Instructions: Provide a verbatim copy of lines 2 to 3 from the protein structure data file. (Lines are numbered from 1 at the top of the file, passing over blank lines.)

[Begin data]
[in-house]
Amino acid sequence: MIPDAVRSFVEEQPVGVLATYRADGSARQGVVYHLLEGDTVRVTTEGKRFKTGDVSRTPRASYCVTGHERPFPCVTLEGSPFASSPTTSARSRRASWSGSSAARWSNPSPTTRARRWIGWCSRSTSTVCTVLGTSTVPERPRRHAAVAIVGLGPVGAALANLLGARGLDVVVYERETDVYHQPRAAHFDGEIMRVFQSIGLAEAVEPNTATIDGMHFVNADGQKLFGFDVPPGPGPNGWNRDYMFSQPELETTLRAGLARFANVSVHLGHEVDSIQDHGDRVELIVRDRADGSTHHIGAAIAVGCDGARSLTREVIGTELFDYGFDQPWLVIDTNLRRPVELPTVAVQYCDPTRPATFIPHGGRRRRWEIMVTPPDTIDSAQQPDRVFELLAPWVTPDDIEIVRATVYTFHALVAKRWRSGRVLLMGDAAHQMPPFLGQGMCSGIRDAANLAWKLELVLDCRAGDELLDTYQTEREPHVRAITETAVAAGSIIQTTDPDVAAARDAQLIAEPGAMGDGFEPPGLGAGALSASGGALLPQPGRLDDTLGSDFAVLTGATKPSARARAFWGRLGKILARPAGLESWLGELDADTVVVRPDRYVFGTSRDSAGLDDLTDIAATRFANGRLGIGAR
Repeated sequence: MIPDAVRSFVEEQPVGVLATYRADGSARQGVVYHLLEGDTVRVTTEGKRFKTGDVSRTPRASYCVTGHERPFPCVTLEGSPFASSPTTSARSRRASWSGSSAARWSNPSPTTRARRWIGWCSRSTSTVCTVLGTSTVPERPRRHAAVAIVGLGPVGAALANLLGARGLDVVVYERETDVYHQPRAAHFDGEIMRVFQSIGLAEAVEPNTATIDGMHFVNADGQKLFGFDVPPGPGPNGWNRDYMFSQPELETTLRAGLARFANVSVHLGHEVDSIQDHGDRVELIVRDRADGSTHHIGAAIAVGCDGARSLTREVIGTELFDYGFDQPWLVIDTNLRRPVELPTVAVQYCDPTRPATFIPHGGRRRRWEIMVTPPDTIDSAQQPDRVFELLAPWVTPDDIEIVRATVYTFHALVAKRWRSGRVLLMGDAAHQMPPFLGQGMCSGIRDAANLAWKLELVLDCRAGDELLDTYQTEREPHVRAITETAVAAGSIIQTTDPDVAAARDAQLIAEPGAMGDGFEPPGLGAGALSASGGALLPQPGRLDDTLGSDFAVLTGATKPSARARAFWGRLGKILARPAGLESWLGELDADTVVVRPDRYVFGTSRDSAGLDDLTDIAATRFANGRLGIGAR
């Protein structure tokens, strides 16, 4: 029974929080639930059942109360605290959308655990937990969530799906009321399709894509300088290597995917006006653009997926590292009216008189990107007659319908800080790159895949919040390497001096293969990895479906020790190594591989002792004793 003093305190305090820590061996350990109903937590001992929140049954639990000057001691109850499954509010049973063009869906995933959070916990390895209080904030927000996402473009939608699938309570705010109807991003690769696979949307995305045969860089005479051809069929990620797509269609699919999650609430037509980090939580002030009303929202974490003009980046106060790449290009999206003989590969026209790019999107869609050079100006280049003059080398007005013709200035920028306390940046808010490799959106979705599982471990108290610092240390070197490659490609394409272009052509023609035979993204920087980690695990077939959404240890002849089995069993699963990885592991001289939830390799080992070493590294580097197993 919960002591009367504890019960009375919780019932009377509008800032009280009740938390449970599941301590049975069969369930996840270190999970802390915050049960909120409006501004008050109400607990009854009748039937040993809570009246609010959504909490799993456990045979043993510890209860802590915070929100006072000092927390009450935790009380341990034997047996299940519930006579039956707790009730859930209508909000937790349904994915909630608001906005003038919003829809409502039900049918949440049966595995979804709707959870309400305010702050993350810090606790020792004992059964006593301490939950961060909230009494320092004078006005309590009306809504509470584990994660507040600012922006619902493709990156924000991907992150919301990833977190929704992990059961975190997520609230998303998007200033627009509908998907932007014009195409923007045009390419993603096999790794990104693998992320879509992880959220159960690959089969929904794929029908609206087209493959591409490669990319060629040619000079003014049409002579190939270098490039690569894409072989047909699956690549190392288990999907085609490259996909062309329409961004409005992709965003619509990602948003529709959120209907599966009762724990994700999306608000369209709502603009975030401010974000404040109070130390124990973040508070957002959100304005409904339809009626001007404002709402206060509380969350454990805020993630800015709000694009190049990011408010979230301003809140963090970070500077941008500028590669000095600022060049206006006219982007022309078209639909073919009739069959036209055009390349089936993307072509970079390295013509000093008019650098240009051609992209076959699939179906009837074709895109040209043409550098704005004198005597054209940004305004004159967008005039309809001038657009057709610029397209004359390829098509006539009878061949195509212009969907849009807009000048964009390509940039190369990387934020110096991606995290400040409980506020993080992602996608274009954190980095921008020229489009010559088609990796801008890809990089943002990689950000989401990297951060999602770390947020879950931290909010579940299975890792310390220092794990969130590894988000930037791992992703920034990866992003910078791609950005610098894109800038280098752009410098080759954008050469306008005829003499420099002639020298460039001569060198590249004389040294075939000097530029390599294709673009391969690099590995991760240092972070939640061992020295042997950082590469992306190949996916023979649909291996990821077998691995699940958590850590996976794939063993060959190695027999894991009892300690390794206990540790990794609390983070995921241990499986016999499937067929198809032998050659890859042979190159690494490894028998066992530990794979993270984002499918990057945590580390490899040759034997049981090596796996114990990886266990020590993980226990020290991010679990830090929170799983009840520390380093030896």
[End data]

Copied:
Amino acid sequence: MIPDAVRSFVEEQPVGVLATYRADGSARQGVVYHLLEGDTVRVTTEGKRFKTGDVSRTPRASYCVTGHERPFPCVTLEGSPFASSPTTSARSRRASWSGSSAARWSNPSPTTRARRWIGWCSRSTSTVCTVLGTSTVPERPRRHAAVAIVGLGPVGAALANLLGARGLDVVVYERETDVYHQPRAAHFDGEIMRVFQSIGLAEAVEPNTATIDGMHFVNADGQKLFGFDVPPGPGPNGWNRDYMFSQPELETTLRAGLARFANVSVHLGHEVDSIQDHGDRVELIVRDRADGSTHHIGAAIAVGCDGARSLTREVIGTELFDYGFDQPWLVIDTNLRRPVELPTVAVQYCDPTRPATFIPHGGRRRRWEIMVTPPDTIDSAQQPDRVFELLAPWVTPDDIEIVRATVYTFHALVAKRWRSGRVLLMGDAAHQMPPFLGQGMCSGIRDAANLAWKLELVLDCRAGDELLDTYQTEREPHVRAITETAVAAGSIIQTTDPDVAAARDAQLIAEPGAMGDGFEPPGLGAGALSASGGALLPQPGRLDDTLGSDFAVLTGATKPSARARAFWGRLGKILARPAGLESWLGELDADTVVVRPDRYVFGTSRDSAGLDDLTDIAATRFANGRLGIGAR
Repeated sequence: MIPDAVRSFVEEQPVGVLATYRADGSARQGVVYHLLEGDTVRVTTEGKRFKTGDVSRTPRASYCVTGHERPFPCVTLEGSPFASSPTTSARSRRASWSGSSAARWSNPSPTTRARRWIGWCSRSTSTVCTVLGTSTVPERPRRHAAVAIVGLGPVGAALANLLGARGLDVVVYERETDVYHQPRAAHFDGEIMRVFQSIGLAEAVEPNTATIDGMHFVNADGQKLFGFDVPPGPGPNGWNRDYMFSQPELETTLRAGLARFANVSVHLGHEVDSIQDHGDRVELIVRDRADGSTHHIGAAIAVGCDGARSLTREVIGTELFDYGFDQPWLVIDTNLRRPVELPTVAVQYCDPTRPATFIPHGGRRRRWEIMVTPPDTIDSAQQPDRVFELLAPWVTPDDIEIVRATVYTFHALVAKRWRSGRVLLMGDAAHQMPPFLGQGMCSGIRDAANLAWKLELVLDCRAGDELLDTYQTEREPHVRAITETAVAAGSIIQTTDPDVAAARDAQLIAEPGAMGDGFEPPGLGAGALSASGGALLPQPGRLDDTLGSDFAVLTGATKPSARARAFWGRLGKILARPAGLESWLGELDADTVVVRPDRYVFGTSRDSAGLDDLTDIAATRFANGRLGIGAR